Man swims 133 miles through sewage across Long Island Sound

Stacey Sager Image
Friday, June 16, 2017
Man swims 133 miles through sewage across Long Island Sound
Stacey Sager spoke with the man who is swimming across the Long Island sound to advocate for clean water.

BAY RIDGE, Brooklyn (WABC) -- An environmentalist who is known for taking a dip in some unsavory waters is talking about his latest stunt that was months in the making.

Christopher Swain set out from the eastern tip of Long Island back in September, and 133 miles through some of the nastiest water later, he finished his journey at the Verrazano-Narrows Bridge.

"So when you swim through a slick of sewage as a swimmer, it really brings the problem home," he said.

The 49-year-old Swain has never been on a swim team and he's no scientist, but he is a dreamer willing to endure less-than-savory conditions to make a point.

"I've had lymph nodes swell up under my almost golf-ball size, because of the amount of sewage I've been through," he said. "So you have to a be careful. You can get really, really sick."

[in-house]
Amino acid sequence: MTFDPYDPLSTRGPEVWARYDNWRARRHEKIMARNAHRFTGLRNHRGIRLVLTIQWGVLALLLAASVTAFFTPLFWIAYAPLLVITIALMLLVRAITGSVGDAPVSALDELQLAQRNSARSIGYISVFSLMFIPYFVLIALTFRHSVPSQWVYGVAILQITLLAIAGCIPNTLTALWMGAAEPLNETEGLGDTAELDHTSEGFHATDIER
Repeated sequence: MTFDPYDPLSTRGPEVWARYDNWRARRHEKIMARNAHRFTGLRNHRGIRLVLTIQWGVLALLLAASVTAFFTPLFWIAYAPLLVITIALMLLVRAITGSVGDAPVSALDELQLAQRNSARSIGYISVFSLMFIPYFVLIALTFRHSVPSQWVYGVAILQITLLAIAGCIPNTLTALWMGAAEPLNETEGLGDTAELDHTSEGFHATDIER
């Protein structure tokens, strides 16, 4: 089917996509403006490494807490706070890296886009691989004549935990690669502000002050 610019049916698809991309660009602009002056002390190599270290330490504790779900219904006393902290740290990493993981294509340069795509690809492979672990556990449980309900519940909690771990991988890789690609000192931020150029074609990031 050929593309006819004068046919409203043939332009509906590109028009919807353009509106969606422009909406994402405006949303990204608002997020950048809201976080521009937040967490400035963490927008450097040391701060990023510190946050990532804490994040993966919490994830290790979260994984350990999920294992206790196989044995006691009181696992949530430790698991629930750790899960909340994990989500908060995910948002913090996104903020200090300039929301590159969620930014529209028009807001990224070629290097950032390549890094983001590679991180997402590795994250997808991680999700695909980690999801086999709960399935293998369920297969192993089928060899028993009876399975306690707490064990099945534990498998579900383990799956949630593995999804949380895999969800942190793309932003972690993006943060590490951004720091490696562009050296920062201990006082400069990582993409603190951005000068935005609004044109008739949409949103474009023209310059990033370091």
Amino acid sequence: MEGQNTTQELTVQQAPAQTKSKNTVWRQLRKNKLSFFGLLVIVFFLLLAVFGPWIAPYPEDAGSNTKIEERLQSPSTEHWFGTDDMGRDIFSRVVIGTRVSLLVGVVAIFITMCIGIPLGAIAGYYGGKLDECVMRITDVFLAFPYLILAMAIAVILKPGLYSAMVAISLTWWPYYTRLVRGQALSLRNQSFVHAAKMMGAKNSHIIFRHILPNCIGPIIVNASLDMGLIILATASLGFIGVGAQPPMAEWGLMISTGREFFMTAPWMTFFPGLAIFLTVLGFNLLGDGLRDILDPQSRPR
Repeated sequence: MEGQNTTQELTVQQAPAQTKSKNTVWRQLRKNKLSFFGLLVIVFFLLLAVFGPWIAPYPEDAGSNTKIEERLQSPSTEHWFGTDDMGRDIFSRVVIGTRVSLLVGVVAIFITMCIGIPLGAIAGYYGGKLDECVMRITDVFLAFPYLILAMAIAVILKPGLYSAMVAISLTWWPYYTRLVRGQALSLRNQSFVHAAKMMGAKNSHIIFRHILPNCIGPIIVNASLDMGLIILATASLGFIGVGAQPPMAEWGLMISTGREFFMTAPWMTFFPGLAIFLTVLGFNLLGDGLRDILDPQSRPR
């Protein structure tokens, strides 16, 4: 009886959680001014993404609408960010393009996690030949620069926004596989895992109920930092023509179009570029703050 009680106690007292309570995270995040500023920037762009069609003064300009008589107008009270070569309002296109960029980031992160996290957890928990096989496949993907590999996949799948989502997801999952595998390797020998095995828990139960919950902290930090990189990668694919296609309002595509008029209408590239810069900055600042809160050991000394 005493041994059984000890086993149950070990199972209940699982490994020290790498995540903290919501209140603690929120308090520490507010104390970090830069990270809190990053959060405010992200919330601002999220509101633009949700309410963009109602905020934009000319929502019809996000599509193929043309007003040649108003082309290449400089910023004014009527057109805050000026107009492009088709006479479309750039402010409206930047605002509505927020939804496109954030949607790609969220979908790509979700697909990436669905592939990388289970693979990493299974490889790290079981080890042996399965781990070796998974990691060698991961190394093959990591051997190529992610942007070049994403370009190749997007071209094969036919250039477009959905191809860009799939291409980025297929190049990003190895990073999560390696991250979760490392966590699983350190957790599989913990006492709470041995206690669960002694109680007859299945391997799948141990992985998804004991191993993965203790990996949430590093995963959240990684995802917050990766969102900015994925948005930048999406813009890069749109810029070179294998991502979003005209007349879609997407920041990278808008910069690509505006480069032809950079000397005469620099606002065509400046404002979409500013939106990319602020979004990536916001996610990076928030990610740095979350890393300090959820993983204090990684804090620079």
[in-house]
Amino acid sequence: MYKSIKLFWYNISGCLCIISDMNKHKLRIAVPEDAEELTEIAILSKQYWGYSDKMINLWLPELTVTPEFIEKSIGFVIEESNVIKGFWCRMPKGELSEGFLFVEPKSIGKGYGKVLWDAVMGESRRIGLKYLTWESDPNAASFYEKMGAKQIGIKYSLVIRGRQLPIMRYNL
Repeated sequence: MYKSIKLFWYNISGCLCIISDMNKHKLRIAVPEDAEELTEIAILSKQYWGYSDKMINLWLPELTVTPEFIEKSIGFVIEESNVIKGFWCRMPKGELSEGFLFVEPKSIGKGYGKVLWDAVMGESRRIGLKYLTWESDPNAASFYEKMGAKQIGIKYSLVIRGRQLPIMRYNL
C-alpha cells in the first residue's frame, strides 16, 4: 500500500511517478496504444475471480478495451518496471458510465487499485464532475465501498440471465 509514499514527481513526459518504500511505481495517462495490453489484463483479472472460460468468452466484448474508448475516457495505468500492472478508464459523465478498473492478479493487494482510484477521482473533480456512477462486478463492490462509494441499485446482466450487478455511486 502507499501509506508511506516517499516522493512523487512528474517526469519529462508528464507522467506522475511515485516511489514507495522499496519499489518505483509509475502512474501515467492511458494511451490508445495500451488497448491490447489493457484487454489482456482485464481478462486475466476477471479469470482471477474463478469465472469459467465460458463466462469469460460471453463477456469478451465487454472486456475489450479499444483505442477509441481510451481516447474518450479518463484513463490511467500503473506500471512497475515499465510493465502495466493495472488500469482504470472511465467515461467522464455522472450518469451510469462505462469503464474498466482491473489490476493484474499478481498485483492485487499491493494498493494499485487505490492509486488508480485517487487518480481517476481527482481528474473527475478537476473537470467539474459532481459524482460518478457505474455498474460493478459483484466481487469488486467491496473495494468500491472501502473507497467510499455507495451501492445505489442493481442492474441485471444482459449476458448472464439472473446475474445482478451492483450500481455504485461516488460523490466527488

His dream is that one day, all of New York's waterways will be swim-able without these problems.

"Some people say that's a crazy dream," he said. "I'd say, that's what would make our city great."

Most people don't realize federal law dictates that as long as water is navigable, you should be able to swim in it here in the United States. It's just that most people wouldn't want to.

Swain has been at it a while, suiting up to traverse the Gowanus Canal back in 2015. The canal is now undergoing a cleanup. But his latest venture, completed Thursday, was a 133-mile journey that began in Montauk and went through the Long Island Sound to New York City.

It wasn't easy. Swain had to deal with jelly fish stings and sharks, there was all the trash and the huge boats around him, and there were injuries, boat problems and bad weather. But he's a swimmer on a mission to stop the sewage.

"When it rains really hard in New York City, we pump tens of millions of gallons of raw sewage an hour into our waterways," he said.

Swain would love to see a new system of catch basins in the city, but until then, look for him in the area's dirtiest waters. Because he's certainly won't throw in his towel just yet.